Geothermal power is getting a closer look from several directions. These new studies are based on "hot rocks" at temperatures of around 150 degrees C (about 300 degrees F) that can be reached by drilling a couple of miles into the earth's crust. This is a much more involved approach than dealing with surface or near-surface geothermal activity, as is used for much of Iceland's power generation.
Google, which has an interest in affordable power to run its growing numbers of server farms, is heavily investing (through Google.org) in research into the development of geothermal power. In the US, Google is the largest funding source for geothermal research.
At the same time, the Australian government is investing nearly four times as much as Google to develop geothermal power for Australia. "An Australian Geothermal Energy Association report this week forecast it could potentially produce 2,200 megawatts of baseload power by 2020, adding that represented up to 40 percent of Australia's 2020 renewable energy target."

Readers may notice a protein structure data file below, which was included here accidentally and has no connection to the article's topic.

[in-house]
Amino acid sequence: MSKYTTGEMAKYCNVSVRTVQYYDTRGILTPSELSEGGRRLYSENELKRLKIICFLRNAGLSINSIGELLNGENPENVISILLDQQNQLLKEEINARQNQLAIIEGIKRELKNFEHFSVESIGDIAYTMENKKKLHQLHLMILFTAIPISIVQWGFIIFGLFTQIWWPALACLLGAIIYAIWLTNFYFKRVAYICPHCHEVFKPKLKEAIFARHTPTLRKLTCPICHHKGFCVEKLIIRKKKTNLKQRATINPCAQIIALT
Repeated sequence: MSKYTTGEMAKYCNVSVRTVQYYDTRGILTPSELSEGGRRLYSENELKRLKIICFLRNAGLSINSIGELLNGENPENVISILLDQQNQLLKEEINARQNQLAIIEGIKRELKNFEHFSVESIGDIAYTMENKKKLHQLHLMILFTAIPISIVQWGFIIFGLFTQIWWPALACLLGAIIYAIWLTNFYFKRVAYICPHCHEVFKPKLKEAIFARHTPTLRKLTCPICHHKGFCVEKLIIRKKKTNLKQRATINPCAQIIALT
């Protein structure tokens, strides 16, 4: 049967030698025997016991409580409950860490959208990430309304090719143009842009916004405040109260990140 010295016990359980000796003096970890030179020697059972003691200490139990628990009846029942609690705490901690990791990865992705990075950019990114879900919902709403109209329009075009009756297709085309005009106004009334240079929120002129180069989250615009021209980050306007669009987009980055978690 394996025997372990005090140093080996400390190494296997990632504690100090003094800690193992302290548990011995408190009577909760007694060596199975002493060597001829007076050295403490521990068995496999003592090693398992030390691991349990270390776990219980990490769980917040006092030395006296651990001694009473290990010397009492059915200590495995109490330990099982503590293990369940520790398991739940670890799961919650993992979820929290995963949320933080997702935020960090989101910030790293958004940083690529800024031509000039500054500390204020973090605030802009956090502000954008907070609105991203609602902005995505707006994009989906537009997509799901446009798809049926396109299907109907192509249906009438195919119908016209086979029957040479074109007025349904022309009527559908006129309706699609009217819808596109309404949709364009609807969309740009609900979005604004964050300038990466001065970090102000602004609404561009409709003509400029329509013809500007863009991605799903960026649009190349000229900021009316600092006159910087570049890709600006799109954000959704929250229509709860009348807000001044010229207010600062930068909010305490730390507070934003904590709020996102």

MIT scientists estimate that the US could develop 100 gigawatts of generating capacity from geothermal over the next 40 years at a cost of US$1 billion. The Australians' timetable is much more aggressive, and comes with a higher price tag. "The association estimated A$12 billion would need to be invested to develop the 2,200 megawatts of power, but added the cost of generating electricity would fall to acceptable levels by the time commercial projects were up and running."
The amount of energy that could be generated from geothermal power is potentially huge. The Australian group estimates that just 1 percent of the country's geothermal capacity could provide 26,000 years worth of clean electricity.